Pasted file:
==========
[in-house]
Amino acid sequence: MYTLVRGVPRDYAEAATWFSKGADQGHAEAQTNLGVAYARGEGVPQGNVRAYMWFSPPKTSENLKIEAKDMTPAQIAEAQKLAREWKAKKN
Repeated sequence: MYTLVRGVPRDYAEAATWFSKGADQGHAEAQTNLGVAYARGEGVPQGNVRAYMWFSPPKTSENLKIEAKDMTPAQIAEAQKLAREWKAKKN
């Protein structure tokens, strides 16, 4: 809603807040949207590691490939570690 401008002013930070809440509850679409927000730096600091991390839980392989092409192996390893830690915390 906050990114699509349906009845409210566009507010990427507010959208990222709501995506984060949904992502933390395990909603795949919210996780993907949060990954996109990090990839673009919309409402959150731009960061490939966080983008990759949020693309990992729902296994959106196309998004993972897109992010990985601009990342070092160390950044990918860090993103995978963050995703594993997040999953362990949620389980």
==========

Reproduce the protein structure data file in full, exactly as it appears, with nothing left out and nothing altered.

[in-house]
Amino acid sequence: MYTLVRGVPRDYAEAATWFSKGADQGHAEAQTNLGVAYARGEGVPQGNVRAYMWFSPPKTSENLKIEAKDMTPAQIAEAQKLAREWKAKKN
Repeated sequence: MYTLVRGVPRDYAEAATWFSKGADQGHAEAQTNLGVAYARGEGVPQGNVRAYMWFSPPKTSENLKIEAKDMTPAQIAEAQKLAREWKAKKN
């Protein structure tokens, strides 16, 4: 809603807040949207590691490939570690 401008002013930070809440509850679409927000730096600091991390839980392989092409192996390893830690915390 906050990114699509349906009845409210566009507010990427507010959208990222709501995506984060949904992502933390395990909603795949919210996780993907949060990954996109990090990839673009919309409402959150731009960061490939966080983008990759949020693309990992729902296994959106196309998004993972897109992010990985601009990342070092160390950044990918860090993103995978963050995703594993997040999953362990949620389980």